Mint

What's the Best App for Handling Finances Now?

Quicken

Episode 1837

Wayne from San Diego, CA

Wayne is looking for a good program to manage his finances and do banking. Leo says that Quicken is really the most popular. But the downside is, they charge every year for critical updates. But online banking sites like Mint and Personal Capital have really taken over with cloud-based financial apps that can work really well. And the best part is, they're free. 

Why Does My Linux Laptop Have Video Glitches?

Linux

Episode 1770

Quincy from Las Vegas, NV

Quincy likes using MINT Linux on his old Dell Latitude laptop because it looks a lot like Windows. But the video has been glitching. Leo says that Mint may have chosen the wrong driver when he installed it. Linux uses video drivers made mostly by enthusiasts, and relying on the motherboard graphics is the easiest to get drivers for. But he may want to check the video card manufacturer to see if they have a Linux driver available. Try googling the model laptop with Linux and see what drivers pop up, and who has solved that issue.

What's a good budgeting utility?

Mint

Episode 1686

Jay from Manassas Park, VI

Jay uses a budget program called "You Need a Budget" because he wasn't happy with Mint. But it doesn't have the features he wants. He heard that Excel can now connect to his bank. True? Leo says Google just announced that as a new feature, importing bank information. Leo says that there's a subreddit at reddit.com/r/personalfinance. There's a good topic of discussion there. Another option is an app called Personal Capital.

How can I fix a display issue in Linux?

Linux

Episode 1636

Stan from St. Louis, MO

Stan is having a computer display issue. He has issues when he plays video.  But when he uses Linux remotely, he has no issue. But when he's on Linux directly, he has an issue. Leo suspects that there's an issue with the video card. Maybe an incompatible video driver. You could remove the driver, and reinstall it. Or, get an inexpensive video card and see if it fixes the problem. Leo says that using a different flavor of Linux, like PopOS could also solve it.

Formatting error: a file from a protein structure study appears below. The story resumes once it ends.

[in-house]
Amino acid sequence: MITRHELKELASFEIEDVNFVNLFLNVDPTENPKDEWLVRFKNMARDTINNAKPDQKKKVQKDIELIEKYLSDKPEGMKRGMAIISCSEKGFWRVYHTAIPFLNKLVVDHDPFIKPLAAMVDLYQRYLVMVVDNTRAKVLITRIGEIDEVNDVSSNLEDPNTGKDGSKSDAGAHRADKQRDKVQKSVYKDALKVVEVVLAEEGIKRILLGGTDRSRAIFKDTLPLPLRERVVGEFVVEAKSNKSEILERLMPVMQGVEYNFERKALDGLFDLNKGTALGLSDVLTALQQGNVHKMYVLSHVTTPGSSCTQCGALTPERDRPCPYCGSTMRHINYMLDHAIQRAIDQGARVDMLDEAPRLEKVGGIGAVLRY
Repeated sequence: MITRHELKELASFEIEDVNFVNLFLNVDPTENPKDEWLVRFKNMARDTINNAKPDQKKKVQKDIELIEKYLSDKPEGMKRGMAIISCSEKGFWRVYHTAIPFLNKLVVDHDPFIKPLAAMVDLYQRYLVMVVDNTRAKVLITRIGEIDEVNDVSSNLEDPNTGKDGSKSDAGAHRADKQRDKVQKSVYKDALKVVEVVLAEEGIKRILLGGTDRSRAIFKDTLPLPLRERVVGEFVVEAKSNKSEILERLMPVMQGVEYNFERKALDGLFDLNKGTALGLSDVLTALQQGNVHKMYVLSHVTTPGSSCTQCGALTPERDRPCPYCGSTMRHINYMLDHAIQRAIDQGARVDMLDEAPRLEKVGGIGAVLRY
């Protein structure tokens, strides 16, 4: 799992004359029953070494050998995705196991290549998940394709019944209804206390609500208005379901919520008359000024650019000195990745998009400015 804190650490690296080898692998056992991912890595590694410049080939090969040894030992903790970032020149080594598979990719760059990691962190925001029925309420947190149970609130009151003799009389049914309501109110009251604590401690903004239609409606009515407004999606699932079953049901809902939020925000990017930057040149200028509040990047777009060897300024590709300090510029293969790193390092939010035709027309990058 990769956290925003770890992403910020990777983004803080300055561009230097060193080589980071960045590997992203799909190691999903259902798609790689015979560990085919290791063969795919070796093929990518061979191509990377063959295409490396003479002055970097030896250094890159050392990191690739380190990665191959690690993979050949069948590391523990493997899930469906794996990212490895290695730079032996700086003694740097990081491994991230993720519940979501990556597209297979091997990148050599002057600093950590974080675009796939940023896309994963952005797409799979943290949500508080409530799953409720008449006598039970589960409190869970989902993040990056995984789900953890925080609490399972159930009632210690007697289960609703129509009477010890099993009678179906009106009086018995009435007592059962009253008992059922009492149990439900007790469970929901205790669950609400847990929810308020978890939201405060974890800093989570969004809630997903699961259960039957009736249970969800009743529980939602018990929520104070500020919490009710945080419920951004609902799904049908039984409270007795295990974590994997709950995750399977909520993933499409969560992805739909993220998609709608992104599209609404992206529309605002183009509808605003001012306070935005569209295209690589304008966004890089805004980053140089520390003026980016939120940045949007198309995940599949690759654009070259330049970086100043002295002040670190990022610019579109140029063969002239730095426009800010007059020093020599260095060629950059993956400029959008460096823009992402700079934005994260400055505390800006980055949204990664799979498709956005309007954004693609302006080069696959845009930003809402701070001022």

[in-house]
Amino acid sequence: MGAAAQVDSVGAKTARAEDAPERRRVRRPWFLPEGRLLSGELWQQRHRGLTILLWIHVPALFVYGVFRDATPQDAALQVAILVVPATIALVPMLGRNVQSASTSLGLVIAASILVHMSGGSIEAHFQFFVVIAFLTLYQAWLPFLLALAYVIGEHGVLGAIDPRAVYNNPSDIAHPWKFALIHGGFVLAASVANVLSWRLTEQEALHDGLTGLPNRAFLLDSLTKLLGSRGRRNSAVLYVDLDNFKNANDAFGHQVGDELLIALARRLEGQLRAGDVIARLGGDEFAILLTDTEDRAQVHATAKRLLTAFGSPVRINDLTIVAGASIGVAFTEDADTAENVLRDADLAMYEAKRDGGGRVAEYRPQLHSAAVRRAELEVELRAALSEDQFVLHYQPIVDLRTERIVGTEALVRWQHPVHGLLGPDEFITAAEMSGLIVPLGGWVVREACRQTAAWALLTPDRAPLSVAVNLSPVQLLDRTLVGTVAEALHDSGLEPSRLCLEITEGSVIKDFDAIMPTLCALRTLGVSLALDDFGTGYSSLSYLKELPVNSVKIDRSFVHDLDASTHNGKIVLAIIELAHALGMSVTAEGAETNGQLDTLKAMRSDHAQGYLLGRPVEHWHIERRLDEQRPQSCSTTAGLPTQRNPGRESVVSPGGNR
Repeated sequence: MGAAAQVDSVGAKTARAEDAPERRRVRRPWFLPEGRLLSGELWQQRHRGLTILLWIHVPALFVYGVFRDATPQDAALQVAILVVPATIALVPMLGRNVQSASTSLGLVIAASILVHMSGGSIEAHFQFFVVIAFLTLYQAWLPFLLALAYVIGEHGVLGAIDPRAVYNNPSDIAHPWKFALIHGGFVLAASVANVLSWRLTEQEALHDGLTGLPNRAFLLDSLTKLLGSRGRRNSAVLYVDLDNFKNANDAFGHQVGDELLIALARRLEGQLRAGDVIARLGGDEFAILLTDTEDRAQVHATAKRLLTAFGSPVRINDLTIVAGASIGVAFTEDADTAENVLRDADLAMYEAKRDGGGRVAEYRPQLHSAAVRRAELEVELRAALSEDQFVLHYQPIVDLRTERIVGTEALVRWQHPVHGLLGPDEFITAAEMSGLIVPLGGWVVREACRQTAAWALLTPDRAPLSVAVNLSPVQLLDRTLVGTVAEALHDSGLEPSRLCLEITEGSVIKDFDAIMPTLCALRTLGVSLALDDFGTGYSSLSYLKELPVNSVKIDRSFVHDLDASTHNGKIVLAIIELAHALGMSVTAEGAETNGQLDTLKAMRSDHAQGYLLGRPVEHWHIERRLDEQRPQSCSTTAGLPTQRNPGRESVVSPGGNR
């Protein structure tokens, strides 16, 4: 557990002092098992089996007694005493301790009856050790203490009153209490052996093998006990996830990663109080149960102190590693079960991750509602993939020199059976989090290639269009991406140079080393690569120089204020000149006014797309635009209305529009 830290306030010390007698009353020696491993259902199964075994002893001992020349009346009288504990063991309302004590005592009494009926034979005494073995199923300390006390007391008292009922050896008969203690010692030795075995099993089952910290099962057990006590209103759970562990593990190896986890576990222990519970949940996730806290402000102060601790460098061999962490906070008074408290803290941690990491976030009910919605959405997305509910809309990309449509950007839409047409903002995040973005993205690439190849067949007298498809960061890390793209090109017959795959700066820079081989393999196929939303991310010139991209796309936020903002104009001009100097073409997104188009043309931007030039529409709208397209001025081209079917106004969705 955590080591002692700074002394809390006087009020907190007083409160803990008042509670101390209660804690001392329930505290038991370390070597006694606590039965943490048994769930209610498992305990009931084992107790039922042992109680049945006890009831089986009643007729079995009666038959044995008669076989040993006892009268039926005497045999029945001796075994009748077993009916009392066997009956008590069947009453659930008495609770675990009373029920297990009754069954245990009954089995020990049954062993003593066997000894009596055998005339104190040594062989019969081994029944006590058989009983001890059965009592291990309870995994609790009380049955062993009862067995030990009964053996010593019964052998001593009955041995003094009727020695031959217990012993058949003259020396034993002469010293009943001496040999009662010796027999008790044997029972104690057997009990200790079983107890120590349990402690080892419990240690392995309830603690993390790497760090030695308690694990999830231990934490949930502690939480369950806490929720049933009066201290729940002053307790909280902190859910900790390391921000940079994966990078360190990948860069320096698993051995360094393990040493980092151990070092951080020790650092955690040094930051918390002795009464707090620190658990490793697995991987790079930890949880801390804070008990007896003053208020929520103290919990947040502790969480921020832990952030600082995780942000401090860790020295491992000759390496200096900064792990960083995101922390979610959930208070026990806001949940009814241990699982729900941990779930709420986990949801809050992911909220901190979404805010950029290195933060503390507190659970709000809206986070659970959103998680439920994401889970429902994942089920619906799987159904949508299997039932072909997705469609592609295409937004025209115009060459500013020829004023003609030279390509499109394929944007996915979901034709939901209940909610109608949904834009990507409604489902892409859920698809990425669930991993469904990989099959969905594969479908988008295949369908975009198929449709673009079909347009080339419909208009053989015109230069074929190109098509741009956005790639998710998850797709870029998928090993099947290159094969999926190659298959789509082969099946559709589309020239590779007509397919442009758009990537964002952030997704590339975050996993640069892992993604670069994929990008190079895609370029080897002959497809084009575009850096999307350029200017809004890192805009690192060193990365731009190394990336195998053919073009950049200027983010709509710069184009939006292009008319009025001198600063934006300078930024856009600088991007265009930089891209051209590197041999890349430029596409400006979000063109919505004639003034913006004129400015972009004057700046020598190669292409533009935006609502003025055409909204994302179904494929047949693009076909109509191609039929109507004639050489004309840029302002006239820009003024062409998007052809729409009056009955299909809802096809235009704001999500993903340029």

What's a good alternative for Quicken?

Money

Episode 1544

Greg from Mission Viejo, CA

Greg would like an alternative to Quicken. He doesn't like the subscription service, and is tired of buying upgrades. He would prefer a Mac option that Turbo Tax will support. Leo says that he thinks Intuit wants everyone to move towards Mint, which is free. Mint automatically imports bank and credit card information. It does a great job categorizing as well. There's an open source app called Money Manager EX, which Leo says is designed for those looking to leave Quicken.

Is there an app that can organize my taxes?

Mint

Episode 1457

Dan from Orange County, CA

Dan wants to know if there's an app that will automatically look at his bank account and divide up his expenses to categorize them for taxes. Leo says that spreadsheets were designed with a database feature which will certainly do that. All he needs to do is set it up. There are also spreadsheet templates for Excel and others which are likely available to do what he wants. Leo also says that it may be worth doing with Mint. It's free and has a lot of automatic features.

The chatroom recommends SimplePlanning.net.

What are alternatives to Microsoft Money?

Episode 1225

Phil from Simi Valley, CA

Phil has been using Microsoft Money and he knows they don't support it anymore. Leo says that Money used to use features that are no longer supported, so they released a "sunset" version that doesn't support those features. Phil uses it on his Mac in Parallels, but it's pretty slow. Leo says that there are three virtual machine apps that work well -- Parallels, VMWare Fusion, and Oracle's free VirtualBox.